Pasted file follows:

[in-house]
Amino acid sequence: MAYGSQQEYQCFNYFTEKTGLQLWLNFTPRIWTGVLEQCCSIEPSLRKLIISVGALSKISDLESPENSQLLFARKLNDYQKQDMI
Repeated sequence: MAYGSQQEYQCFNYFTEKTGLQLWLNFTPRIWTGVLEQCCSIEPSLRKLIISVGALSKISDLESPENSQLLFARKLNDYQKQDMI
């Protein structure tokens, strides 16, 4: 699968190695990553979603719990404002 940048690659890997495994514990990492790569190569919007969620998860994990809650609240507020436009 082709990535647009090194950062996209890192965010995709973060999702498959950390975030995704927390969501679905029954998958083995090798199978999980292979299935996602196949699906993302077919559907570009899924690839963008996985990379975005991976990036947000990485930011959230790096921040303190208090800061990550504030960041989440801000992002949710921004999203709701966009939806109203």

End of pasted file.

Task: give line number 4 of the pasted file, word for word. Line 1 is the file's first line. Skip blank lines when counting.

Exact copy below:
């Protein structure tokens, strides 16, 4: 699968190695990553979603719990404002 940048690659890997495994514990990492790569190569919007969620998860994990809650609240507020436009 082709990535647009090194950062996209890192965010995709973060999702498959950390975030995704927390969501679905029954998958083995090798199978999980292979299935996602196949699906993302077919559907570009899924690839963008996985990379975005991976990036947000990485930011959230790096921040303190208090800061990550504030960041989440801000992002949710921004999203709701966009939806109203």